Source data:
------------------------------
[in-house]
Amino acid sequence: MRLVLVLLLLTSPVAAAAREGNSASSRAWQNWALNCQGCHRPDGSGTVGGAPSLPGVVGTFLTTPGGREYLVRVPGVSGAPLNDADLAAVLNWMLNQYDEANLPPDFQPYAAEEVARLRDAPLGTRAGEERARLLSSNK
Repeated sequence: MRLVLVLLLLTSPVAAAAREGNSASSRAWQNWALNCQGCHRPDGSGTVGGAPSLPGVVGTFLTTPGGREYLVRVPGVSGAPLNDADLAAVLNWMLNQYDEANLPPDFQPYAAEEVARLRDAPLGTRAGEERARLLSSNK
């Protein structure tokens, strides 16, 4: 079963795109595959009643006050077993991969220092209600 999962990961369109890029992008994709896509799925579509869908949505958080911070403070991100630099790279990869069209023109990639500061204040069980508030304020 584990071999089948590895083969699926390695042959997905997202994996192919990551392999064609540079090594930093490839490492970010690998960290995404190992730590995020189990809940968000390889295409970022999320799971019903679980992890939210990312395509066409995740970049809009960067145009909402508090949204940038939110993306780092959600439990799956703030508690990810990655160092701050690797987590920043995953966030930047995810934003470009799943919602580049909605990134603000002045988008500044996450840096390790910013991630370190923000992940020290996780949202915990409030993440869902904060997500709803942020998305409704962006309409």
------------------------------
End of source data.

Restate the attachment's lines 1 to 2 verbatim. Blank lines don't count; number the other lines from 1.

[in-house]
Amino acid sequence: MRLVLVLLLLTSPVAAAAREGNSASSRAWQNWALNCQGCHRPDGSGTVGGAPSLPGVVGTFLTTPGGREYLVRVPGVSGAPLNDADLAAVLNWMLNQYDEANLPPDFQPYAAEEVARLRDAPLGTRAGEERARLLSSNK